The production of the elements Li, Be, B by galactic cosmic rays in space and its relation with stellar observations.
The L-element (Li, Be, B) contamination rate of the interstellar gas by nuclear reactions induced by the Galactic Cosmic Rays (G. C. R.) is calculated using a diffusion model of fast moving particles in the Galaxy. The presence of helium in the G. C. R. flux and in the interstellar gas is taken into account. It is found that most of the stellar and meteoritic data is in agreement with a model which otherwise gives a reasonable account of the G. C. R. observations. This model assumes an injection spectrum in total energy power (w-8.6) diffusing in a leaking galaxy with an escape range of 6.3 g cm-8. The intensity, the composition at the source and the spectral shape have remained the same for the last 1010 years. However a large part of the 7Li must come from another source. Two possibfflties are discussed: a) thermonuclear 7Li ejected from Giant Stars in "dirty" regions of our Galaxy, b) spallative Li generated from an intense low energy component of the G. C. R. The relative merits of both hypotheses are discussed. Key words: galactic cosmic rays - Li, Be and B abundances - interstellar gas.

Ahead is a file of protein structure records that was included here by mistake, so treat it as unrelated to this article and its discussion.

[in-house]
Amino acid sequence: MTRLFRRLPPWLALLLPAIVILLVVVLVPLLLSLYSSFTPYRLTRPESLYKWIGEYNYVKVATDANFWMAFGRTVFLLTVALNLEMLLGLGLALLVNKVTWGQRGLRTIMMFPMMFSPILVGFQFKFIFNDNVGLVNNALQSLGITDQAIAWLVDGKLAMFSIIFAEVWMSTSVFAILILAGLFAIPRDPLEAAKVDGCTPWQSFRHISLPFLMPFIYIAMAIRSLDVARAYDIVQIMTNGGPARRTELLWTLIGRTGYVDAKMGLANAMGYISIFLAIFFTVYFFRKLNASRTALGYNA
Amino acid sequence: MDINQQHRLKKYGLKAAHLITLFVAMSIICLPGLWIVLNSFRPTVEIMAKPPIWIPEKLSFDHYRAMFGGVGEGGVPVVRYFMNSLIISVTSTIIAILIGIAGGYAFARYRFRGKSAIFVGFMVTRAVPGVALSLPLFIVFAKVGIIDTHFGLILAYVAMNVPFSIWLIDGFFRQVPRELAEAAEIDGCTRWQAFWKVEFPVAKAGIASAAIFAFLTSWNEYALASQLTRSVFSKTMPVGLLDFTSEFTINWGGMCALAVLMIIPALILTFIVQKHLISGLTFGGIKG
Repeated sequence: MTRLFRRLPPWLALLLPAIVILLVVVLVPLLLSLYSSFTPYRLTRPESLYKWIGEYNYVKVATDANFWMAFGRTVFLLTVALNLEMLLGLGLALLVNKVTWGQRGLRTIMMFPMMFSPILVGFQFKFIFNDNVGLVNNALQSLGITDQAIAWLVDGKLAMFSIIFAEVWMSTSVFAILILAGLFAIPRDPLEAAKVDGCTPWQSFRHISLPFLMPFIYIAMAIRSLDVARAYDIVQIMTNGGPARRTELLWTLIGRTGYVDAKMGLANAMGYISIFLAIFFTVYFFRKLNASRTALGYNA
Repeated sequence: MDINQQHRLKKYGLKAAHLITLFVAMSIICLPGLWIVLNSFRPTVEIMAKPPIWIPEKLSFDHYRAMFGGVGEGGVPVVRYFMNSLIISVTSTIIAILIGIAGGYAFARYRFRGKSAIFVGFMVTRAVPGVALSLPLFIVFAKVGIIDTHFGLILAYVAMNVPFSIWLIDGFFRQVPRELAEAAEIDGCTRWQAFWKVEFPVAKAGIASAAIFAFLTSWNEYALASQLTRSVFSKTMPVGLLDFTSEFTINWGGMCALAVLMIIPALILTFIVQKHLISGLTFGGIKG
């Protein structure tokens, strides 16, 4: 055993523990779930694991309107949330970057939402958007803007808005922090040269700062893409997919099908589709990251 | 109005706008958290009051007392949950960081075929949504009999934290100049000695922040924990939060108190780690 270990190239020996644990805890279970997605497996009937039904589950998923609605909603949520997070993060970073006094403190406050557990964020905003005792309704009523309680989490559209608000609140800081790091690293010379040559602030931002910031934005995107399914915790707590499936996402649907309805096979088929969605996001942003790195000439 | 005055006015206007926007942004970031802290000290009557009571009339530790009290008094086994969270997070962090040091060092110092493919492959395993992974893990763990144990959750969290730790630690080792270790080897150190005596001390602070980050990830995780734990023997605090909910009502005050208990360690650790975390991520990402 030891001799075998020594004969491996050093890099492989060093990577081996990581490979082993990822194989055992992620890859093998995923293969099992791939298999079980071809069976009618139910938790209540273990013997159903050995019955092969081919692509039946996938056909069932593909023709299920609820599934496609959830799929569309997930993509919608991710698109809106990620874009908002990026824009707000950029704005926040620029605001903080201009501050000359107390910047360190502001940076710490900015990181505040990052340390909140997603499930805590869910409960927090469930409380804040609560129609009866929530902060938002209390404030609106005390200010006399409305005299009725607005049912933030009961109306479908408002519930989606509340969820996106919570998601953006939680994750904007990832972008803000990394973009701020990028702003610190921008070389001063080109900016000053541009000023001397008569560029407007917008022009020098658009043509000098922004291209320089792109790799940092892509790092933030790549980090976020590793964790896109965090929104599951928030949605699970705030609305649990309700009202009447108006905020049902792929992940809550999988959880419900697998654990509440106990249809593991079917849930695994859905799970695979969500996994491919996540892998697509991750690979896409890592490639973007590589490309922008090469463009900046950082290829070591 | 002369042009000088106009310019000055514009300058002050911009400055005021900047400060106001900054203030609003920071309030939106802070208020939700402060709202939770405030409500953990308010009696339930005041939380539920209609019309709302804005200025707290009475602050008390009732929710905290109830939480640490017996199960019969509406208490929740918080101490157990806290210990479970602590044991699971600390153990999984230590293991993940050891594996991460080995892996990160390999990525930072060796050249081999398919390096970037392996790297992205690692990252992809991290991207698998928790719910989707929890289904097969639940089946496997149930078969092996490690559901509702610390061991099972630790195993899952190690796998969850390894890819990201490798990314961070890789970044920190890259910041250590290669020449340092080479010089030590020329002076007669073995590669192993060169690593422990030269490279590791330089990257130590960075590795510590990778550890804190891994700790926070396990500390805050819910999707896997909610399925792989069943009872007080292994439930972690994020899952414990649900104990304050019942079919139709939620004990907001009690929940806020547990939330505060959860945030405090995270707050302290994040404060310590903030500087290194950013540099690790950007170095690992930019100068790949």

Astronomy and Astrophysics
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